The Comic Book Legal Defense Fund is taking aim at Sen. Jay Rockefeller (D., W.V.) for pushing a link between video game use by children and violent crime.
Rockefeller believes the link between video games and violence is clear. He introduced a bill last month that would have the National Academy of Sciences examine any link between violent video games and media and violent acts by children. Rockefeller says those who don’t believe in the link don’t understand it yet.
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"They believe that violent video games are no more dangerous to young minds than classic literature or Saturday morning cartoons," Rockefeller explained in a statement. "Parents, pediatricians, and psychologists know better."
The CBLDF, a "non-profit organization dedicated to protecting the First Amendment rights of the comics medium," argues that the actual evidence shows there is no proven link and that Rockefeller’s conclusions are based on the same type of "pseudoscience" that has been used to advocate for the censoring of comic books for decades. The organization additionally argues that any type of legislation restricting the content of video games would be unconstitutional.
The CBLDF’s advisory chair for education and outreach Betsy Gomez takes the senator to task:
With Sen. Jay Rockefeller’s (D., W.V.) announcement that he is drafting a bill mandating that the National Academy of Sciences research the effect of video games on children, several sources have been examining the current research on video games and violent gun murders. Even though pundits and politicians have vehemently endorsed a link between video game play and violent crime, the evidence does not support such a link, calling to mind the pseudoscience that was used to censor comic books for decades. …
Frequently politicians and pundits cite inaccurate and poorly designed studies to support their argument that the video game industry should be regulated — regulation that harkens to the persecution of comic books in the 1950s. Fredric Wertham used his expertise as a psychologist in testifying against comic books during Senate hearings in 1954, but his testimony was not based on actual scientific study, but on anecdotal evidence, personal opinion, and false conclusions. …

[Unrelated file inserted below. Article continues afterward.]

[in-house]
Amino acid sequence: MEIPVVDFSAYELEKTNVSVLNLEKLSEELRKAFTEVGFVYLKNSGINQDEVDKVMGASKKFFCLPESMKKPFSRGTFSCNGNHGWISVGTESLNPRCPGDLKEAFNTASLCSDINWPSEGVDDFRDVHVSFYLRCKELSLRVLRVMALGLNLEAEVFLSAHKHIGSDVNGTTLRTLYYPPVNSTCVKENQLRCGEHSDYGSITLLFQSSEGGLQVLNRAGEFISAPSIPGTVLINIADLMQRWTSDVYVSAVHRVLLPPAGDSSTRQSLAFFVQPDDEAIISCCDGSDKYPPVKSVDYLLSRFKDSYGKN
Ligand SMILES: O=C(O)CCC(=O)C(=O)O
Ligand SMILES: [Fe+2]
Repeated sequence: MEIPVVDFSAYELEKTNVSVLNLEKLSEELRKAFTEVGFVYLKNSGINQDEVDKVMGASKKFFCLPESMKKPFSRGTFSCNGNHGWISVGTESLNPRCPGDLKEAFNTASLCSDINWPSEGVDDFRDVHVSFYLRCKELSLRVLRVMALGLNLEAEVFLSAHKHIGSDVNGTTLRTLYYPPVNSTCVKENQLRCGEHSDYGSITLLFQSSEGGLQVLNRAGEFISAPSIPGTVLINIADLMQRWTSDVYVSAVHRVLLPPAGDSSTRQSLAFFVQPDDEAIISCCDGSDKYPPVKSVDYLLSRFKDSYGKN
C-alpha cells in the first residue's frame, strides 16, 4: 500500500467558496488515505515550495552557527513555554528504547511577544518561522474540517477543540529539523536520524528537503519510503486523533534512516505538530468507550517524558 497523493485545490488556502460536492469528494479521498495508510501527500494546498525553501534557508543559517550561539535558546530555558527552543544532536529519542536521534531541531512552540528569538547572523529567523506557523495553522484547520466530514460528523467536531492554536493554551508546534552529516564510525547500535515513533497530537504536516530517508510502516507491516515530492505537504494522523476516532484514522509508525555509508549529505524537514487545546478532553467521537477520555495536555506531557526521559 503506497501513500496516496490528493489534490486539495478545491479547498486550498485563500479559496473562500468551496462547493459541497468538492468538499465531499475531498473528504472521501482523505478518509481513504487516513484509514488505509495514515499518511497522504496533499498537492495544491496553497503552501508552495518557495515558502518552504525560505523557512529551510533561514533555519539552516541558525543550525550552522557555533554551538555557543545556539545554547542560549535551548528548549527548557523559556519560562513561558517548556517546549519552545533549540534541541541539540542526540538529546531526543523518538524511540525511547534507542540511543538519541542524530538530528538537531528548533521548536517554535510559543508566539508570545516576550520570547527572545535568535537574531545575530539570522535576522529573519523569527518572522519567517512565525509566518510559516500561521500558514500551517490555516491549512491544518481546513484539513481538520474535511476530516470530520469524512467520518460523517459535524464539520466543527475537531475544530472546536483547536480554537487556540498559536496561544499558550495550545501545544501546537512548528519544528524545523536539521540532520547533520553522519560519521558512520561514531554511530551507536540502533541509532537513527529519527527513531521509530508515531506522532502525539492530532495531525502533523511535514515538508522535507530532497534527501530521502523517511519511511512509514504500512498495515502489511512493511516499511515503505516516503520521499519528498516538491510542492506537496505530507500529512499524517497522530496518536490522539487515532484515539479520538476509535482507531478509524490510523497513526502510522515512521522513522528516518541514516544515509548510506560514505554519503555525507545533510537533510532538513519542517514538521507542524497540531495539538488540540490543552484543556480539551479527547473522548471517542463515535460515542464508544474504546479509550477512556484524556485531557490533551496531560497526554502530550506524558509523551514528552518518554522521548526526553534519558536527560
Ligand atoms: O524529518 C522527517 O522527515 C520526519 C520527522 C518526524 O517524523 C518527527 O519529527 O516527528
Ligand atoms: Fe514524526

Should violent expression in video games be censored by unconstitutional legislation, such regulation could be extended to other forms of entertainment. Given the fact that the evidence many politicians cite to justify video game censorship is fallacious in much the same way the "evidence" for the censorship of comic books was, then it isn’t impossible to see such legislation being extended to affect comic books, instigating a whole new era of censorship.
This would not be the first time the Comic Book Legal Defense Fund has been forced to step in to defend the freedom of video game makers.
The CBLDF submitted an amicus curiae brief to the United States Supreme Court comparing the crusade against video games to the unconstitutional attempts to censor comic books when California passed legislation that would have banned the sale of violent video games to minors.
The Supreme Court ruled by a vote of 7-2 that the California law violated the First Amendment. Justice Antonin Scalia cited the CBLDF brief in the majority decision, explaining that efforts to censor video games are no more constitutional than the efforts to censor comics in the 1950s.
Supporters of comic book censorship told the Senate Judiciary Committee in 1954 "as long as the crime comic books industry exists in its present forms there are no secure homes," striking a similar tone to Rockefeller. Legislation in New York banning the sale of certain comic books to minors was vetoed that year by Republican Gov. Thomas Dewey on grounds it was an unconstitutional breach of the First Amendment.